Prince George’s County Sentencing
Without the assistance of a skilled attorney, you could be facing Prince George’s County sentencing for a crime that could be mitigated.
Sentencing in Prince George’s County: Misdemeanors Versus Felonies
For sentencing in PG County, there is a very unique distinction between the district and the circuit court. The district court sentencing usually goes on immediately after a trial. A person could ask for a deferred sentencing date, but that is rare. It is not always given unless it is something that has been designed or agreed to and the judge is willing to bind to that. Additionally, sentencing in the district court comes with minimums and maximums. The minimum is always zero. However, sometimes a person could not get a “perfect zero”, so they give the person a PBJ, which is probation before judgment. That is not a conviction. However, it is a period of time during which the person’s record could be reviewed. If they pick up any charges or if they violate a term of the probation, a judge may condition probation with community service or paying a fine. If they fail to do one of the things the judge asks them to do, they could strike that probation from them and find them guilty.
A person could also be found guilty and given a suspended sentence. If, for example, the maximum penalty in the person’s case was 60 days and the judge gave them 60 days suspended. They have them do 20 hours of community service and that is it, it could close the case out. Probation could be supervised or unsupervised. Penalties range up to ten years in the district court.
The judge could give someone all of it. A maximum sentence like that has not been given out in the district court in a long time in PG County, but people could have earned it. That degree of sentencing would be reserved for someone with a terrible record that seems to be insistently committing the same crime. A judge is looking to send a message not just to the individual, but to the community at large that they should not do this.
That is not the biggest issue in Prince George’s County. These judges are very mindful and tactful. Their sentences are usually done in such a fashion that the person pays back a little of what they have taken to the community by community service, a fine to remind them this came out of their pocket, and if it has to be time, the minimum number to send a message, not a maximum to overly burden an already-full detention center with someone who did not need to be put in jail.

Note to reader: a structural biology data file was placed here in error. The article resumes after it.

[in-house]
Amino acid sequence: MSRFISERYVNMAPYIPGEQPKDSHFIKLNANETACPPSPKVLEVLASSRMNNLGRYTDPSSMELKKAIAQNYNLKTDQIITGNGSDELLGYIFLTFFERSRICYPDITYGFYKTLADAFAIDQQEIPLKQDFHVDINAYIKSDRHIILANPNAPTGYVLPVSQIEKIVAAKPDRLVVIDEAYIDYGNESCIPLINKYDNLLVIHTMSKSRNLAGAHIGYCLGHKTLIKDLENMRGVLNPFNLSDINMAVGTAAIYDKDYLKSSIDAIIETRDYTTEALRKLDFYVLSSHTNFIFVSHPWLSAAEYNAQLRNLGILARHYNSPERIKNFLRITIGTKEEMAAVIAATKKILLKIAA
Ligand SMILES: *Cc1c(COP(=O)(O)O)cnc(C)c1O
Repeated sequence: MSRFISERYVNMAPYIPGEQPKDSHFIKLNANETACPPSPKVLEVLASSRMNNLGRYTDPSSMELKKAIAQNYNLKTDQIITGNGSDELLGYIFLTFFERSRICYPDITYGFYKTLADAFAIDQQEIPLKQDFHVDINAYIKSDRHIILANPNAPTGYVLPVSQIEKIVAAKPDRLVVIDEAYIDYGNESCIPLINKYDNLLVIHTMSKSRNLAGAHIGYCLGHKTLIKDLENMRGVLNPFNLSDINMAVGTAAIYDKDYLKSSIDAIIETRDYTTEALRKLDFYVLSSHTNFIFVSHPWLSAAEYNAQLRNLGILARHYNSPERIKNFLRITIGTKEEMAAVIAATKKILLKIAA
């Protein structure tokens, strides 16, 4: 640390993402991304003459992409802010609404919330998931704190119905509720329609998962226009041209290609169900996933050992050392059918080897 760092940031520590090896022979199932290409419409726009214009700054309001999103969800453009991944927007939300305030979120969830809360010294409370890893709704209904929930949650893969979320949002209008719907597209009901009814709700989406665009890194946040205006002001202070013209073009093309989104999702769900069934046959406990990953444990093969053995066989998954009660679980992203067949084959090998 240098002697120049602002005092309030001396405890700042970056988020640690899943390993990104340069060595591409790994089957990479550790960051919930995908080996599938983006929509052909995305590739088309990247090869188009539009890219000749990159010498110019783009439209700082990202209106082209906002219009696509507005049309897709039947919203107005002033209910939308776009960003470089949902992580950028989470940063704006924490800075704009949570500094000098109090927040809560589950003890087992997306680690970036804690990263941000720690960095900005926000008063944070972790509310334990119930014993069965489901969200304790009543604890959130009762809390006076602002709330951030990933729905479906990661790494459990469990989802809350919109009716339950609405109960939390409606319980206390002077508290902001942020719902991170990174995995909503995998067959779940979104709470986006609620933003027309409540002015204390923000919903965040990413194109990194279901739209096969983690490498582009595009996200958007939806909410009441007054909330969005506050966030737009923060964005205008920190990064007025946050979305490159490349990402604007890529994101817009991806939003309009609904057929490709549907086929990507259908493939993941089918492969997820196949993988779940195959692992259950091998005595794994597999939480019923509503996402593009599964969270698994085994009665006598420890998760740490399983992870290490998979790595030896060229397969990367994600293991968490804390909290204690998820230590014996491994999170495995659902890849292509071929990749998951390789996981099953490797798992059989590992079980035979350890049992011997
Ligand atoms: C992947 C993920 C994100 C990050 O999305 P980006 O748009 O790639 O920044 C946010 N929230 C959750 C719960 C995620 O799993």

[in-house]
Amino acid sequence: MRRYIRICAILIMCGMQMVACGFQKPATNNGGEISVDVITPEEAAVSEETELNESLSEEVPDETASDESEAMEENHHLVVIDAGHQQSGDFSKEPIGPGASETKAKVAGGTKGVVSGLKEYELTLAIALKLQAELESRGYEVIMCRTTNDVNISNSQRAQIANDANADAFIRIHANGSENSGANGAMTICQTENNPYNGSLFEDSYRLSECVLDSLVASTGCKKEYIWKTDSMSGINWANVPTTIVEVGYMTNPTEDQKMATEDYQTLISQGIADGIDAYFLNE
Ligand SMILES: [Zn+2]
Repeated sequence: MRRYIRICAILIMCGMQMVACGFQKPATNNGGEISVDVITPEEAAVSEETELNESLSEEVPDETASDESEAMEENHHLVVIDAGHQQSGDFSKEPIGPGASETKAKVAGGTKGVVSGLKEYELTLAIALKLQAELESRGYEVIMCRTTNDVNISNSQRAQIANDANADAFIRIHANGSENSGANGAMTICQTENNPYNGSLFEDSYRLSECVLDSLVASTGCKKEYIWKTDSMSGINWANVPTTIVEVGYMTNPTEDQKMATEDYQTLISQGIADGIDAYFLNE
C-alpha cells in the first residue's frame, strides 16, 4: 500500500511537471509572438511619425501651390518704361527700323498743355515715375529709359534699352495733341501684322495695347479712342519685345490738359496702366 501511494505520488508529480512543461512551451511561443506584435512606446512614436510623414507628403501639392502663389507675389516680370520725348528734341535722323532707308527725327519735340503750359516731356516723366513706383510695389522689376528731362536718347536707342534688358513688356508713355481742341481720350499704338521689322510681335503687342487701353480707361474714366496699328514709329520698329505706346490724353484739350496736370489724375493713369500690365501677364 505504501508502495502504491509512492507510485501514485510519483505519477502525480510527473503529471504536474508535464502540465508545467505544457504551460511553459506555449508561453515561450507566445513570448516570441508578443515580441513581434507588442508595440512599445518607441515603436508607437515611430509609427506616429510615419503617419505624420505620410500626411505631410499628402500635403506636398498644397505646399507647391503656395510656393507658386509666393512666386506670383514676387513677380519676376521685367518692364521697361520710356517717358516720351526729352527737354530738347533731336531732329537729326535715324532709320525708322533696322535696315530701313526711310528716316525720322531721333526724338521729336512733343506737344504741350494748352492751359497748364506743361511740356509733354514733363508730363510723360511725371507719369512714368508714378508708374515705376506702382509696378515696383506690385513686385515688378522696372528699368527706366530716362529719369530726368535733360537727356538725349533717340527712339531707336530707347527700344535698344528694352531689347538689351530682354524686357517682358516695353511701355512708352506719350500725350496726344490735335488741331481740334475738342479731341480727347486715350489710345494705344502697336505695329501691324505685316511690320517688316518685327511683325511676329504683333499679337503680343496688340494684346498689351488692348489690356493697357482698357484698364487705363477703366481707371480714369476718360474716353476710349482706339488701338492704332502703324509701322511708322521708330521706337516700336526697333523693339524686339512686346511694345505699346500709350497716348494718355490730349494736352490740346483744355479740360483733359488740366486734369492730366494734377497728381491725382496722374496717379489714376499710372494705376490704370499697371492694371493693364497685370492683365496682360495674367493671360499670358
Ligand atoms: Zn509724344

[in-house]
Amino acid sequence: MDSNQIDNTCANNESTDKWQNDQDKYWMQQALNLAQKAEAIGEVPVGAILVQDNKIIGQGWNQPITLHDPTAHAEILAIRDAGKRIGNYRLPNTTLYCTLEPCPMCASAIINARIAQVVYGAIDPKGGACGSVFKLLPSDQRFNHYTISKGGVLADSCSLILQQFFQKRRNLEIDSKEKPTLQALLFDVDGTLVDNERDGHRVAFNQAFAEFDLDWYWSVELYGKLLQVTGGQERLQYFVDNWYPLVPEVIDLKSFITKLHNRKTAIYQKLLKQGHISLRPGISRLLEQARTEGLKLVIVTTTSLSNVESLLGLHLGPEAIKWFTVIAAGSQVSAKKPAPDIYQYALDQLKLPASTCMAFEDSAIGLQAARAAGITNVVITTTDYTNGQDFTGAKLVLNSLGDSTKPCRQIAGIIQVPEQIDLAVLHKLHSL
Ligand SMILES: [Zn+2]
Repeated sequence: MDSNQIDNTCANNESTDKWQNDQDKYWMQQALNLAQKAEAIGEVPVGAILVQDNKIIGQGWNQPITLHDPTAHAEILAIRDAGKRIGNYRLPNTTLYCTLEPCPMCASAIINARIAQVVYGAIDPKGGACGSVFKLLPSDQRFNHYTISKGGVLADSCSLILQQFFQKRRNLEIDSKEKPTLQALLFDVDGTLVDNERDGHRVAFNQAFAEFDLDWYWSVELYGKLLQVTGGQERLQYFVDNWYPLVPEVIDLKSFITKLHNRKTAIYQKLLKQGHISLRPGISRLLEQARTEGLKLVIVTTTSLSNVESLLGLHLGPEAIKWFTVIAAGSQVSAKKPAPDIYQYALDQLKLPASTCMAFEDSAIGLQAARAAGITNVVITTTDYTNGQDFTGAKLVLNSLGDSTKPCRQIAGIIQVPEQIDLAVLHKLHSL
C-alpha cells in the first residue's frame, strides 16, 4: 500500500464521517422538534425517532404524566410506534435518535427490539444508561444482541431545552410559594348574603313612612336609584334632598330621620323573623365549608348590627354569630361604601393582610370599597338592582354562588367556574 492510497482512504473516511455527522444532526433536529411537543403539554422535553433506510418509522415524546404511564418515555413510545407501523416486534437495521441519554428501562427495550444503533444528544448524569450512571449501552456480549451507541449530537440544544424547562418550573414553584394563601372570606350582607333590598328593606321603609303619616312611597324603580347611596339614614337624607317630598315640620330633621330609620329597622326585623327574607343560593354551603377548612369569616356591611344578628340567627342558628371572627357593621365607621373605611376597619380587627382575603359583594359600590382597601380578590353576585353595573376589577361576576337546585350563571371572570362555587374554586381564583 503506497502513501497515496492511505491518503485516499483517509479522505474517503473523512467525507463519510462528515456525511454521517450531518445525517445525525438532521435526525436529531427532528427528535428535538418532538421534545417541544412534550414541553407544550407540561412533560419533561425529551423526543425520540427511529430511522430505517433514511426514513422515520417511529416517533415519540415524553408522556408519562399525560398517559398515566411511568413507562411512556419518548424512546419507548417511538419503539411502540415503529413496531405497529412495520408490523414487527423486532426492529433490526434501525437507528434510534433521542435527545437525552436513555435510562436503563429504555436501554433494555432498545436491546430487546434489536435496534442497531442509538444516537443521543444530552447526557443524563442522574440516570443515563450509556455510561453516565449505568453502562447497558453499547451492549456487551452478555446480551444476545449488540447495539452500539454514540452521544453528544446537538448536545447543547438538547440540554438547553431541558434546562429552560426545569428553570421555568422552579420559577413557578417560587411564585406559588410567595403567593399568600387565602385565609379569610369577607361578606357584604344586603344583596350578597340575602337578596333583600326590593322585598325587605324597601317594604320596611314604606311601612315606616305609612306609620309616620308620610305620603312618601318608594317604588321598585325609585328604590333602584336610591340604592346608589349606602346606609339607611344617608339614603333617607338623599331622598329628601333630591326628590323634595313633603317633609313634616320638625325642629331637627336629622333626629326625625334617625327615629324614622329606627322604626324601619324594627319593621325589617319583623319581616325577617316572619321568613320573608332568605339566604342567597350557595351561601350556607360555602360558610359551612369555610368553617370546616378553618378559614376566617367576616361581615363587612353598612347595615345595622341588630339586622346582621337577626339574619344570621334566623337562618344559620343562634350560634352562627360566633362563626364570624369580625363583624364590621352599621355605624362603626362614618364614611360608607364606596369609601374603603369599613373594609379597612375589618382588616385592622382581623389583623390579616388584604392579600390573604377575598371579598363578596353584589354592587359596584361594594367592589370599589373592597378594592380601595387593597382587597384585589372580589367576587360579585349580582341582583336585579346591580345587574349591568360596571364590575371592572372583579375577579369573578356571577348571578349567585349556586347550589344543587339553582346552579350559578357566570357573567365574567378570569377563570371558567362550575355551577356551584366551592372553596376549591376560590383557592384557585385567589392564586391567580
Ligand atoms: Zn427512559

However, if judges believe the person needs to go to jail, if that is the message they need to send them, they are going to tell the person. This particular jurisdiction is exceptionally brutal with information. The judge would tell someone exactly what they are doing. For people that is also comforting. It is not a surprise in any way. They get exactly what they believe they were going to get because of what the judge said to them. Some people accept that. Other people would not be happy. No one wants to go to jail. If a judge feels the need to do that, they would. However, instilling harsh jail times is not so often a part of district court, but very much a part of the circuit court. The district court is completely different from the circuit court. In the circuit court, there are sentencing guidelines. While the maximum penalty may be ten years, someone may have nothing on their record at all, so their guidelines may be P2P, which is probation-to-probation. Circuit court guidelines might recommend alleged offenders get a period of probation. They may be P2P, which is probation to two years. They may be one to five, one year to five years. They may be zero to six, which could be no time to six months. There are variables that go into these sentencing guidelines. It is done by computing the offense and the offense level. If it is a violent crime, the number goes up. If it is not, it stays down. If the person has any priors, the age of the priors as well any time that they previously spent could be in a court record and accordingly affect sentencing.